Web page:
Keep Track of Spending

Help tracking spending and earnings

By Gary Foreman

 Without a benchmark, how do you know if you're spending too much? And if such a benchmark exists, could it do all the calculations you need to keep track of spending in relation to earnings?

When you're trying to payback what we will call “self-inflicted debt,” it would be great to have  software to keep track of it all.

Software Solutions
Microsoft Money generates charts that show how much you are spending in various areas. Most budget programs have a similar feature and so you can compare those charts to a “typical” budget.

It’s a good idea to work with after-tax figures. We can all relate to what we take home in our paycheck and how much we can spend in any area is determined by multiplying our pay by the percentage for that category.

A Guideline for Spending
A useful guideline allocates “take home pay” as follows:

Housing                34%
Food                     16%
Auto                     15%
Insurance              5%
Debt Repayment    5%
Entertainment        7%
Clothing                4%
Savings                 5%
Medical                  5%
Everything Else      4%

Look at your existing expenses and see how they compares to the guideline. Most budget software and professional advisors are reluctant to provide a one-size-fits-all budget plan because every family is different. These guidelines should be modified for family size, age and number of children, as well as some other factors. Keep in mind these figures are a starting point for discussion. Nothing more.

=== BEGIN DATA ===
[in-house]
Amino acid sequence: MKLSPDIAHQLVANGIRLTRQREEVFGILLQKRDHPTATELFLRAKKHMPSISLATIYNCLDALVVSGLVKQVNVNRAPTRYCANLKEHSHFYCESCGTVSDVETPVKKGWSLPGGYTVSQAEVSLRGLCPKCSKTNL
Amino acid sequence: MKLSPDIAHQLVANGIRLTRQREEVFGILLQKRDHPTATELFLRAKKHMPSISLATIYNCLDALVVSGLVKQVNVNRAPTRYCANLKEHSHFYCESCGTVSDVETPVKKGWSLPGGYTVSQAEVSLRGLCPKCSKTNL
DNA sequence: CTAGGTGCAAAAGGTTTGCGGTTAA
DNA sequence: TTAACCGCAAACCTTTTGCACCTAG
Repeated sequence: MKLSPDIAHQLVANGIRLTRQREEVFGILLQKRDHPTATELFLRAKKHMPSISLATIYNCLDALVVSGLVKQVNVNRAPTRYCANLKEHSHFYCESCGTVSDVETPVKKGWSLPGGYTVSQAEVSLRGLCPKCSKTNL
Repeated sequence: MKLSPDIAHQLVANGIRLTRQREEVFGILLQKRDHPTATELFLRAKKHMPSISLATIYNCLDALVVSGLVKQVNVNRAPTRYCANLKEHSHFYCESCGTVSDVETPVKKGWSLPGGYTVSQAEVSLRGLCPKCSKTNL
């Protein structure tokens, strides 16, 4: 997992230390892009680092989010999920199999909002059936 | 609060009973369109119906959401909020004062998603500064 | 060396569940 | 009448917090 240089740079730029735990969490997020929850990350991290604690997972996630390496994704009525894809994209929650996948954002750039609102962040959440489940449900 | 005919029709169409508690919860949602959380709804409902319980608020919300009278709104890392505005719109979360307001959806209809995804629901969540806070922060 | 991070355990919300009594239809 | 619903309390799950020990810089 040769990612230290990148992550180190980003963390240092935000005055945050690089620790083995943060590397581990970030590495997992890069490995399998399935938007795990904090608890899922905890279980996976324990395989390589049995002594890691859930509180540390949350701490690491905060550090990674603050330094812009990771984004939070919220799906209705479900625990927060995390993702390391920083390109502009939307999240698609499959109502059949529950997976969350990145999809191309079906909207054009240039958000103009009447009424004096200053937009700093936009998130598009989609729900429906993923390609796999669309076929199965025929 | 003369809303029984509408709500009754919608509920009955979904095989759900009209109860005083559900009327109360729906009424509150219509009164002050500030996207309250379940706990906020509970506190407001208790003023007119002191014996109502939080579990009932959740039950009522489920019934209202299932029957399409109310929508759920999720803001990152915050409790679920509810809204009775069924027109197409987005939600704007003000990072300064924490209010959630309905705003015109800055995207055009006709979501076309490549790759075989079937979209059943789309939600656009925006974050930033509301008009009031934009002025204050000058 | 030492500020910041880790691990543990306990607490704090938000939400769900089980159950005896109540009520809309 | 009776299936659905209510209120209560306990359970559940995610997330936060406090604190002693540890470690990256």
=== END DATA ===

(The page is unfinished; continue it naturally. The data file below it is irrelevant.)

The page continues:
For example, suppose debt repayment requires more than 5% of your after-tax pay, which is not  uncommon for more than a few of the categories. Lets face it, most people's lives don't fit neatly into the average.

Make Adjustments
One oversized category could be okay. Perhaps housing consumes 38% of your income, which could be the case if you live an expensive urban area. The only way to reduce it would be to live  to move! So, you know that the best place to reduce spending would be to continue to repay debt. (This is where a computer cannot replace human effort.)

By carving 5% or more out of other categories can be difficult. The problem is that about two thirds of the average budget it consumed on housing, food and auto and so the best place to find some extra money is in those areas. If you can't make up the 5% there, it's difficult to find that much in the smaller remaining categories.

When one category is far out of the average, the best way to solve the problem is to reduce spending in that specific category. That could require drastic action, such as trading a car you can't afford for one that's within your budget. Or not cruising the mall shopping for clothes each weekend. Or moving to an affordable home.

If debt is the problem, consider debt consolidation, credit counseling or even bankruptcy if the debt is simply too much to repay. Of course, if you can begin to repay the debt, each month will get easier since the amount owed will be a little lower.

Whatever your circumstances, use any reliable budgeting software, compare your spending to some guidelines, make adjustments that fit your lifestyle and then determine what corrective action needs to be taken. It'll take a little work, but will give you a better answer than any one-size-fits-all budget template.

Gary Foreman is a former financial planner who currently edits The Dollar website and newsletters.